Here’s how traders talked themselves into a sell-off


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Olivier Douliery | Bloomberg | Getty Images

Jerome Powell, governor of the U.S. Federal Reserve and President Donald Trump’s nominee as chairman of the Federal Reserve, arrives to a nomination announcement in the Rose Garden of the White House in Washington, D.C., on Thursday, Nov. 2, 2017.

What happened? It was widely noted right after the Fed minutes came out that this meeting occurred before the January jobs and wage report came out, which both were stronger than expected. The meeting also occurred before President Trump signed a new budget that contained a significant increase in deficit spending.

The bottom line is this: After thinking about it, most traders seemed to agree that if the Fed meeting had been held now, with all the information that’s come out since the January meeting, the central bank would sound more hawkish than it did back then.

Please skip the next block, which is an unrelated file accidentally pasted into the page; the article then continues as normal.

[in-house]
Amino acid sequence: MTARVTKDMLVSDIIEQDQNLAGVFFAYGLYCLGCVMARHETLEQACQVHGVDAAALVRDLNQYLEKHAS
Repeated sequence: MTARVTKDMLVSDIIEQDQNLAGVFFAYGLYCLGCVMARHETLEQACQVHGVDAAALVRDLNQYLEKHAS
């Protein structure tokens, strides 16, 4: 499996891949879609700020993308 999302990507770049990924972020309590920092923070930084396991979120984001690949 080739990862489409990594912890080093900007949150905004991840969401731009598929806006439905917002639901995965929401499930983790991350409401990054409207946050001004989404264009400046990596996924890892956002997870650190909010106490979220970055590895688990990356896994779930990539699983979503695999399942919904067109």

That’s how fast all this is changing.

In theory, gradually higher rates should not derail the rally, a point made by J. P. Morgan in a note to clients on Wednesday. “While rising long-term rates will ultimately become a negative for profits and multiples, we do not see current levels as a reason to de-risk and sell equities,” wrote Dubravko Lakos-Bujas, the bank’s head of U.S. Equity Strategy.

He noted that the recent rise in rates corresponds to stronger economic growth, positive earnings revisions, tax reform, and higher government spending, all of which are positive for equities.

But traders are clearly not interested in theories. While the selloff Wednesday occurred on lighter volume than recent activity, the market decline accelerated after 3 p.m., when the S&P sank below the lows set earlier in the day.

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